We need your help to call on the EPA to ban Roundup unless and until independent research proves it’s safe. 
 

 
Image credits: Mike Mozart via Flickr, CC BY 2.0; Chafer Machinery via Flickr, CC BY 2.0

Issue updates

News Release | TexPIRG Education Fund | Transportation

Texas Interstate 35 Expansion Makes National List of Highway Boondoggles, Will Cost $8 Billion

AUSTIN-- A new report by TexPIRG Education Fund and Frontier Group identifies nine of the most wasteful highway expansion projects across the country, slated to collectively cost at least $30 billion. Making the list of national highway boondoggles is the proposed “Interstate 35 Expansion” in Austin, Texas being pushed by local officials. In total, the plan would cost $8.1 billion to add four new lanes to I-35 through Austin.

 

“I drive every week on I35, I know it's bad, but we need to solve our transportation problems with solutions that work, not waste money on the type of highway projects that should be in our rearview mirror,” said Bay Scoggin, director of TexPIRG Education Fund.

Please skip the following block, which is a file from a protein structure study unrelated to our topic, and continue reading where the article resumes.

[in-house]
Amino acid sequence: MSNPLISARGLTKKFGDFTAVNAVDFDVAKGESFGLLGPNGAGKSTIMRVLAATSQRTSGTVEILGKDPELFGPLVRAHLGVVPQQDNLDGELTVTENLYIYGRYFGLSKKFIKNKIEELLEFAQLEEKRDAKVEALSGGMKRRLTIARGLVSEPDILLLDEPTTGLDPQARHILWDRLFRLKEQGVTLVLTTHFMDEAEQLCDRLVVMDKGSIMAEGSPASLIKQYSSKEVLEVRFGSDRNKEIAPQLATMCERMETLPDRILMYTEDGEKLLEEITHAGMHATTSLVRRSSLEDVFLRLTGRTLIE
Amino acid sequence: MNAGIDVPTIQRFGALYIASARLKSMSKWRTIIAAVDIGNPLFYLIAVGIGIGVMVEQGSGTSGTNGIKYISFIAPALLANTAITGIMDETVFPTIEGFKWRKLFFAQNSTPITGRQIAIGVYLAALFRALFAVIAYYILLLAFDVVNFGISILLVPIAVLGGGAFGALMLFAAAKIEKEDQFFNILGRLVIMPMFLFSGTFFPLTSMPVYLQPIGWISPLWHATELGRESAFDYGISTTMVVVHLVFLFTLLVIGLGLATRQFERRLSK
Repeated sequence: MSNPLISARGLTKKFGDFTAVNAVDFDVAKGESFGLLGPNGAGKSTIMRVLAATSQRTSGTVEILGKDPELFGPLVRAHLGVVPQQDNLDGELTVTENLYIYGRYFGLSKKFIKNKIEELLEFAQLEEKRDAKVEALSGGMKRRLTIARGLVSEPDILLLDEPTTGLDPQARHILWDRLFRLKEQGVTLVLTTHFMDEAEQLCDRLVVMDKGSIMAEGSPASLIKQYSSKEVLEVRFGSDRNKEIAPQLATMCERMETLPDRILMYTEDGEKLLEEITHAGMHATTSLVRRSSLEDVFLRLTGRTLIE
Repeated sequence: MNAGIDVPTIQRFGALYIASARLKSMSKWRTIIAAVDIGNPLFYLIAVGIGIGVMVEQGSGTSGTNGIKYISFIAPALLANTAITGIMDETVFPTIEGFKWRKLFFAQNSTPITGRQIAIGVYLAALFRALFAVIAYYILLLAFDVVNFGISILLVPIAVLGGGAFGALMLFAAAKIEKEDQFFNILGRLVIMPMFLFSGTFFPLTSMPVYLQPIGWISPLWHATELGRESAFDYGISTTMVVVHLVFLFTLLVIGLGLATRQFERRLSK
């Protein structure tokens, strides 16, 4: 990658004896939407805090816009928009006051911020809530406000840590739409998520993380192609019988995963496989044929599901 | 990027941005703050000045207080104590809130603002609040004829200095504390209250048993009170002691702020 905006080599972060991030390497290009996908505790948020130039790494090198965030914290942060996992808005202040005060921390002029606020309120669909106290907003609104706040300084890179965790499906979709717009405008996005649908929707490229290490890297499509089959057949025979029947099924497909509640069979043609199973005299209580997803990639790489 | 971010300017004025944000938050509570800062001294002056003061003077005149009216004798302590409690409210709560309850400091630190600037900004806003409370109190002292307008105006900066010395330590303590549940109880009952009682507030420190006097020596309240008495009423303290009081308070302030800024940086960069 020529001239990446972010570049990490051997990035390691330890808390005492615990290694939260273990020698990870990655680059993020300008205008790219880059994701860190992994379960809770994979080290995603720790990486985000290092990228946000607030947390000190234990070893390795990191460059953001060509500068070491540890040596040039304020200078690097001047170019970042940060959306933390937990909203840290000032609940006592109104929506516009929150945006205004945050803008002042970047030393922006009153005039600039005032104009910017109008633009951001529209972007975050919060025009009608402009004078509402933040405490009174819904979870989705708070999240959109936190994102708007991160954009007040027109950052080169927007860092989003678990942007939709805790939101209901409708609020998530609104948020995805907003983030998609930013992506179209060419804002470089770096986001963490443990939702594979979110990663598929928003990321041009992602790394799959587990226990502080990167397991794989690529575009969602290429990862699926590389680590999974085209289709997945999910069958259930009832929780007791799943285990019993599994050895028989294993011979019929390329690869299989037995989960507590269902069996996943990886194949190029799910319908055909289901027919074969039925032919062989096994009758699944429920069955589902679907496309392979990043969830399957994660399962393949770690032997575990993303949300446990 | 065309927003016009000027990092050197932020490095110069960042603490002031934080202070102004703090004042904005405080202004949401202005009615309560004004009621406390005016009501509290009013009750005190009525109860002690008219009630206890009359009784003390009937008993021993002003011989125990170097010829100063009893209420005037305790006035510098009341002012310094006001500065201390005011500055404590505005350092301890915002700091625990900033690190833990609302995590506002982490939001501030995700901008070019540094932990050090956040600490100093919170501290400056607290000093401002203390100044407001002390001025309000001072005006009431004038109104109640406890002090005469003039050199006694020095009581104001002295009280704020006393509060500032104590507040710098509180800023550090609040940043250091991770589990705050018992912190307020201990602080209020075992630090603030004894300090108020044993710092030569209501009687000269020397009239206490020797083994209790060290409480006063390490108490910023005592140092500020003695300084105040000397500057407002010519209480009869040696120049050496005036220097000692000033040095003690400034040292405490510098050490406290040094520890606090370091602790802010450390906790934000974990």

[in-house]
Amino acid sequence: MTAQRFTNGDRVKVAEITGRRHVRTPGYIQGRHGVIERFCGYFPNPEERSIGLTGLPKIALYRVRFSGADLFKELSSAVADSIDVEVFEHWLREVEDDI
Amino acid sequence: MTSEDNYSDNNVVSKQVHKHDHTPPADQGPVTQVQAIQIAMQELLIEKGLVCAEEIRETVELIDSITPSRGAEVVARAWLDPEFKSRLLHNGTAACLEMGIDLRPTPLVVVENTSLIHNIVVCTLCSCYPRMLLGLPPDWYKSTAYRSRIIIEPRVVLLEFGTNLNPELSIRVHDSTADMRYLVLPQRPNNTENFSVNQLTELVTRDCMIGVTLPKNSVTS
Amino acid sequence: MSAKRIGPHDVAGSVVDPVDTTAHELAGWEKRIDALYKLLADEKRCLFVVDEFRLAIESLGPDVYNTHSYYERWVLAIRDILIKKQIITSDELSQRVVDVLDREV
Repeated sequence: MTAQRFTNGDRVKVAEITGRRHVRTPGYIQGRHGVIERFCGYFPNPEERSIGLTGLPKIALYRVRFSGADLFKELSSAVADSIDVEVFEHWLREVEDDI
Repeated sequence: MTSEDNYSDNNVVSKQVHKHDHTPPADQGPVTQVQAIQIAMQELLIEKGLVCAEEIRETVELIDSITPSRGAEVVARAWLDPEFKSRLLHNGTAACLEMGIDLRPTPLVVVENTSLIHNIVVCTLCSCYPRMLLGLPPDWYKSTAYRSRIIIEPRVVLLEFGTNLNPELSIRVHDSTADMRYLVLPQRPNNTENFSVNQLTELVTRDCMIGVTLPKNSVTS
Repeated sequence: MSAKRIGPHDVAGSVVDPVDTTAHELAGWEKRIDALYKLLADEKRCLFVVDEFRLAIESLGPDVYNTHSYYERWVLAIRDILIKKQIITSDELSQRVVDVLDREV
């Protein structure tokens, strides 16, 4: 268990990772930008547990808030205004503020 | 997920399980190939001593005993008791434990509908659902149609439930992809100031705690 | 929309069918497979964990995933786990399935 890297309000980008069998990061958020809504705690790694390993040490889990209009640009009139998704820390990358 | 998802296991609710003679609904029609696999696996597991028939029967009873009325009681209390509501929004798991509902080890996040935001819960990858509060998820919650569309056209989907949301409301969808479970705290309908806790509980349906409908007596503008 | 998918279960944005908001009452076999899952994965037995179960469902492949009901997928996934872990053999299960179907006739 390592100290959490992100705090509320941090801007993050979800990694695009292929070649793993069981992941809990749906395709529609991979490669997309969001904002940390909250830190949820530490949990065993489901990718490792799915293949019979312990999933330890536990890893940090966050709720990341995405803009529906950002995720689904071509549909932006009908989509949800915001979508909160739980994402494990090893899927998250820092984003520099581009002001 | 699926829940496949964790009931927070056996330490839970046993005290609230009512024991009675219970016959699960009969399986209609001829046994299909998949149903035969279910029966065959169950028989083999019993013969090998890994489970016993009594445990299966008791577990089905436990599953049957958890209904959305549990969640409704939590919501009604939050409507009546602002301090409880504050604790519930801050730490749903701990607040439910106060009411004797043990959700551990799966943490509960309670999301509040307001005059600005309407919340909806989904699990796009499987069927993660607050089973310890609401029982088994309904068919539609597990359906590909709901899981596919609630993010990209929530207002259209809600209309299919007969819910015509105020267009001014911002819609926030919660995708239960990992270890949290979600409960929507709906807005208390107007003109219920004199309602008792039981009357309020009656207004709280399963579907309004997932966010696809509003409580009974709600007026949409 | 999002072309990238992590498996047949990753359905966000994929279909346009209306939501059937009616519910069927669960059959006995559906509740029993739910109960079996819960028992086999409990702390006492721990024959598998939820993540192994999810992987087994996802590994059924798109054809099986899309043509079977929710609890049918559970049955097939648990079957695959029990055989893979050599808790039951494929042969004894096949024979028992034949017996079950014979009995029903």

The report finds that previous road expansions in Texas have failed at reducing congestion and this expansion is no different. “Look to the Katy Freeway project in Houston,” said Scoggin. “Widening the highway to 26 lanes failed to improve congestion and actually worsened travel times.”

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News Release | U.S. PIRG | Public Health

Senate Passes Bipartisan Farm Bill Free of Anti-Sustainability Amendments

We cannot grow healthy food without clean water and proper stewardship of our land.  Today, the Senate recognized that fact by passing a Farm Bill free of attacks on core public health and environmental protections. We congratulate Senate members for their hard work to keep the Senate version of the Farm Bill clean.  

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News Release | TexPIRG

Austin Bans Neurotoxin on City Lands

After months of advocacy, Austin passed a resolution updating the integrated pest management plan. The update includes bans on bee-killing pesticides and the cancer-causing chemical chlorpyrifos. The following is our statement on the passage.